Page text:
A national police intelligence network which received federal funds, kept intelligence files on political activists and others, and included officials of at least two California utilities in its meetings, according to records kept by the group and the FBI.
The files were kept on suspected political activists by the law Enforcement Intelligence Unit, a national police information network set up in 1966 to aid local and state police departments in keeping tabs on organized crime. The group numbers about 250 police departments across the country today and generally keeps a low public profile.
In the past, LEIU officials have testified before a congressional investigating committee that their organization keeps intelligence files only on organized crime figures. Officials said the group's bylaws restrict membership to police intelligence organizations and that the files are tightly controlled to prevent information from leaking outside its membership.
Civil rights activists and others have challenged the LEIU recently, claiming the organization spied on political activists and maintained intelligence files on persons not directly involved in organized crime activities - including opponents of nuclear power.
FBI documents obtained by a Chicago-based coalition of civil rights groups and other show that special agents of the Pacific Telephone and Telegraph Co. attended an LEIU meeting as a member in 1960 in San Francisco and that PT&T agents and representatives of the Pacific Gas and Electric Co. attended a similar meeting in Oakland in 1962.
Additional intelligence files, kept by LEIU and obtained by the Chicago coalition, also indicate that LEIU maintained intelligence files as late as 1976 on members of a black nationalist group, an Indian activist group and members of antiwar groups.
The files are scheduled to be made public at a press conference in Detroit called today by the National Organizing Conference to Stop Government Spying.
They were obtained by attorneys for the Alliance to End Repression, a Chicago organization and a coalition of 31 other civil rights, church and political organizations. The coalition obtained the files recently under a disclosure motion made in a suit it filed in 1974 against the Chicago police department's antisubversive unit.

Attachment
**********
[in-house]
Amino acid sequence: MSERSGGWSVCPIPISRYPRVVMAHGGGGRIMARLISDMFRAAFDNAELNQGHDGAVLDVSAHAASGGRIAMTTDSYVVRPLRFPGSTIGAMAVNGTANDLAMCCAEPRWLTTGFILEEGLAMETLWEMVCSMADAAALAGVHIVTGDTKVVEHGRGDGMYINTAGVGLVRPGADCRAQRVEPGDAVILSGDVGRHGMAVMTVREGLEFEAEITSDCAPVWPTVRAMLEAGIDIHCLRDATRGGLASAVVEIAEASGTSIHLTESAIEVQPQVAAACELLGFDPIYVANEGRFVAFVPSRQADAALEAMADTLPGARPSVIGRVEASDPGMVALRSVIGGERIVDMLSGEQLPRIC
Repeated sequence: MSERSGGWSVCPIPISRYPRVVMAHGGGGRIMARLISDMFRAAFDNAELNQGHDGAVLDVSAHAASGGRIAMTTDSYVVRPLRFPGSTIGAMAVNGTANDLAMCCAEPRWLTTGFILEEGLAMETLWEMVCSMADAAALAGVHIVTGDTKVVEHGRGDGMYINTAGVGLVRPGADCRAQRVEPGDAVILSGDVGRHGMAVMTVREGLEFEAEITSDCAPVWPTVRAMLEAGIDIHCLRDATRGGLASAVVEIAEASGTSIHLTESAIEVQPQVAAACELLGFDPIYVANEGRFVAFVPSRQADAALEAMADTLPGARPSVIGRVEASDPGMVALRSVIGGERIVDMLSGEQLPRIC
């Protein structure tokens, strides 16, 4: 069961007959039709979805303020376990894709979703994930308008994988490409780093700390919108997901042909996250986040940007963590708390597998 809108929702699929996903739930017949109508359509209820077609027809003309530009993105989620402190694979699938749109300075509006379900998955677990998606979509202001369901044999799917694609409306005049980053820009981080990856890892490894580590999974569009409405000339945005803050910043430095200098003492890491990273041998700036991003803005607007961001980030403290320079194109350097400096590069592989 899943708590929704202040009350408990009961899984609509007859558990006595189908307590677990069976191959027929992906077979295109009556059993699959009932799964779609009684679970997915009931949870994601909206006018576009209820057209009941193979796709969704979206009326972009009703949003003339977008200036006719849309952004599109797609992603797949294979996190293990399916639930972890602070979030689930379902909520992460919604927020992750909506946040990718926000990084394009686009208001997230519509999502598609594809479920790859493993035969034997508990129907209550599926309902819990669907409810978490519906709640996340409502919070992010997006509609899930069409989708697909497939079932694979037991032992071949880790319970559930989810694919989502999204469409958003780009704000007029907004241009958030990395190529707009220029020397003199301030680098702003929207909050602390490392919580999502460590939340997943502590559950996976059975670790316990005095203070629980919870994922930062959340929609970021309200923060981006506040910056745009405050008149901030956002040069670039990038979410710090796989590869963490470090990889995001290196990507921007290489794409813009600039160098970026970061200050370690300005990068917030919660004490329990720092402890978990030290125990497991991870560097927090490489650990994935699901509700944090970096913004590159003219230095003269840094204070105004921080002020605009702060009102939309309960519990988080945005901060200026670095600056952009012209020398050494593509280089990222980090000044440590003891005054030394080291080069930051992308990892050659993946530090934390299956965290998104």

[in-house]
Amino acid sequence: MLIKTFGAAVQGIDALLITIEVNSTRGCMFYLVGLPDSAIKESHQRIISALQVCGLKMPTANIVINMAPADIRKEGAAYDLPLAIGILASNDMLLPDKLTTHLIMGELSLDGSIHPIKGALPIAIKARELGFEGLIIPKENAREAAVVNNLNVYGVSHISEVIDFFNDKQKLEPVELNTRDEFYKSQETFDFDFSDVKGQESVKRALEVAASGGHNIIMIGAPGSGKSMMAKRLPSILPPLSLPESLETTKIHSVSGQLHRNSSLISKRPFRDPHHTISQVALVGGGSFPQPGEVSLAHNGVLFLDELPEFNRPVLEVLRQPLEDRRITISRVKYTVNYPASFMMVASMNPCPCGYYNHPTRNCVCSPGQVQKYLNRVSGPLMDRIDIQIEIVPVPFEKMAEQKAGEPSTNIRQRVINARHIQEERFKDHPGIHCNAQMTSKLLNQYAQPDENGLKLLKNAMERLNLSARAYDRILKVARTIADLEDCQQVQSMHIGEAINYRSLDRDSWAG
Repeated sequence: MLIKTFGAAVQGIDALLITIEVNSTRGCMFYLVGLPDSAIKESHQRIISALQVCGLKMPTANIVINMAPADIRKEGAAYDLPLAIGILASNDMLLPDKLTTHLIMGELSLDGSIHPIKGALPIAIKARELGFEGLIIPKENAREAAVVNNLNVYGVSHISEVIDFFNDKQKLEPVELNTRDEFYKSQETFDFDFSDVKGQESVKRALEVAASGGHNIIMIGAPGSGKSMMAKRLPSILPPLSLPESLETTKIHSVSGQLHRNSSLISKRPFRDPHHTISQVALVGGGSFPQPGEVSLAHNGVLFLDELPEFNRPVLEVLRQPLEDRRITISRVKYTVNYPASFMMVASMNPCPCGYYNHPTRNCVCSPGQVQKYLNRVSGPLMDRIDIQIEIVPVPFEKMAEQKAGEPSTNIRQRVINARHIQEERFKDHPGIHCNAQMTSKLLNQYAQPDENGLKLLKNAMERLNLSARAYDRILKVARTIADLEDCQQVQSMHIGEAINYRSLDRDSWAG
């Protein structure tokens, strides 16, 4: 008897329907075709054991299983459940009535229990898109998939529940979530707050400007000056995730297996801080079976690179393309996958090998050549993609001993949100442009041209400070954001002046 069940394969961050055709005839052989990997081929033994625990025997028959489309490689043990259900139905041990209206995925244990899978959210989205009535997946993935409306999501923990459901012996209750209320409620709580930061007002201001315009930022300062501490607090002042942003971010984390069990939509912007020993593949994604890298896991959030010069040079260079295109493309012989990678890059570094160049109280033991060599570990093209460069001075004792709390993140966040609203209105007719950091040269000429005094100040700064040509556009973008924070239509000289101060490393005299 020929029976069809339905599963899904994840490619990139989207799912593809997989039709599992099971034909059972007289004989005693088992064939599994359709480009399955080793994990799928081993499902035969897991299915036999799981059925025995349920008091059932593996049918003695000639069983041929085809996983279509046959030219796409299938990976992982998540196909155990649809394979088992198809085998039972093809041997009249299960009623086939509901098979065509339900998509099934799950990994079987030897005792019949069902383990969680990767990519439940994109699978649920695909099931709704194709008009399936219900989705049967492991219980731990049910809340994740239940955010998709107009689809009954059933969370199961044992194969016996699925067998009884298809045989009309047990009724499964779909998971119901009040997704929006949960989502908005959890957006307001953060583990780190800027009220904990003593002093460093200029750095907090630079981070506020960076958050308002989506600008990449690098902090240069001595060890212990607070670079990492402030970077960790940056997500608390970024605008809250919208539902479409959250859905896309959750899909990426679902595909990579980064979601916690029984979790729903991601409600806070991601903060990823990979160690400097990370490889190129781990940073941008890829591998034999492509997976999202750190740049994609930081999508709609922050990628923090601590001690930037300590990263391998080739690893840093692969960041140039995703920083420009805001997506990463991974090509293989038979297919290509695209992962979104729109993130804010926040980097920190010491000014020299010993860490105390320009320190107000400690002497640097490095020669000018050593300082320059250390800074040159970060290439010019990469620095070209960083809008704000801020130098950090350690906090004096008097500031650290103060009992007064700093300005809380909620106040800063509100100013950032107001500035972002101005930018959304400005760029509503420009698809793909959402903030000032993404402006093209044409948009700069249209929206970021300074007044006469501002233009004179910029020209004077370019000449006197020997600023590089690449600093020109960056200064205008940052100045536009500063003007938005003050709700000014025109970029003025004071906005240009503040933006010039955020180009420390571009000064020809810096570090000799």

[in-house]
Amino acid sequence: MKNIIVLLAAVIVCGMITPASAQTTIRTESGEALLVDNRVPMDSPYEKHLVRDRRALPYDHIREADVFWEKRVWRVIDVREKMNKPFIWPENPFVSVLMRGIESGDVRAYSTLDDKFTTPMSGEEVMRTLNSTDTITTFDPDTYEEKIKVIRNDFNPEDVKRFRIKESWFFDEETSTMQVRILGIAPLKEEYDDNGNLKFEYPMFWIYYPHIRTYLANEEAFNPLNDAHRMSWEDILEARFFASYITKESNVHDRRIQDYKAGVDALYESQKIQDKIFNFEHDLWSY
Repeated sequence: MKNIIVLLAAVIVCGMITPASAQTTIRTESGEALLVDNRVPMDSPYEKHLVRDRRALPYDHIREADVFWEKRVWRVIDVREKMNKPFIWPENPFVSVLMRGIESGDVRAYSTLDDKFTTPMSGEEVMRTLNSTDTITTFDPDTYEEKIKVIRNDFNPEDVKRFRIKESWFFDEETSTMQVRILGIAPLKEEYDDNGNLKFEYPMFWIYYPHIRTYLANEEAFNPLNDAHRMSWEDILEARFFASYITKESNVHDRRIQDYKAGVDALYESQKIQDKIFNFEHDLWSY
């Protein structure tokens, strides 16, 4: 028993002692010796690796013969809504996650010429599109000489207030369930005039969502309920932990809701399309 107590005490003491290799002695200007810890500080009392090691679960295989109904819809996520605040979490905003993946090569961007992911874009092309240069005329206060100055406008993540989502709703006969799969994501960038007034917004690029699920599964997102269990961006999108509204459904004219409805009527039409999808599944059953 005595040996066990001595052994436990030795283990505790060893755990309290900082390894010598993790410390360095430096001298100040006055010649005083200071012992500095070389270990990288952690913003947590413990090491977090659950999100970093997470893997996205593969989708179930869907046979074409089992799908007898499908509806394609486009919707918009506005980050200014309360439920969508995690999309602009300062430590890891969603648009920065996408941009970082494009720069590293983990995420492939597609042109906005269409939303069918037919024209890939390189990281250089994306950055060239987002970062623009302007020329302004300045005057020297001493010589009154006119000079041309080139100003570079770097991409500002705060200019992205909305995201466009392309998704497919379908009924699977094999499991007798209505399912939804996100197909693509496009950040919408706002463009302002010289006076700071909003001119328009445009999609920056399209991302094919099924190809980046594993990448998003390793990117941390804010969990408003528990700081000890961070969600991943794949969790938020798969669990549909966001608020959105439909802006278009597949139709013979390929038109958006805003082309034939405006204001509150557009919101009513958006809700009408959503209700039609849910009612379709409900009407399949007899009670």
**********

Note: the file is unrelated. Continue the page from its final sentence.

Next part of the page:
Richard Gutman, an attorney for the coalition, said yesterday that his group obtained more than a hundred intelligence cards kept on individuals by LEIU. Most of the cards were kept on organized crime figures, he said, but about 20 were kept on persons Gutman described as "political dissidents."
"A number of these people have no criminal record or connection with organized crime," Gutman said. "They were only involved in lawful political activity."
"This is the first concrete evidence that LEIU engaged in gathering and disseminating information on lawful political activitise," Gutman said. "We think it has the effect of inhibiting people from freely expressing their First Amendment right."
Thomas Ruxlow, vice chairman of LEIU, denied yesterday that his goup maintained files on political activists. Ruxlow, who is head of the Iowa state division of investigation, said that if files were kept in the past on political activists they have been purged from the organization's records. He added, however, that the files may have been still in the Chicago police records because the Chicago police department may not have followed an order by the national group to purge its LEIU files.
According to LEIU documents made available to The Washington Post by the Chicago coalition, several intelligence files, included persons who apparently were not covered by the group's bylaws.
One 1971 file contributed by the Redlands, Calif., police department lists a law student with no arrest record. The only information on the student in the intelligence file is that he was a "recognized leader of peace movements" and that he organized and raised money for draft-evasions counseling and peace demonstrations.
Others files were kept on a University of Washington professor; a teacher of the Republican of New Africa, a southern black separate movement; a member of the Black Panther party; a member of the Communist Party and members of the American Indian Movement.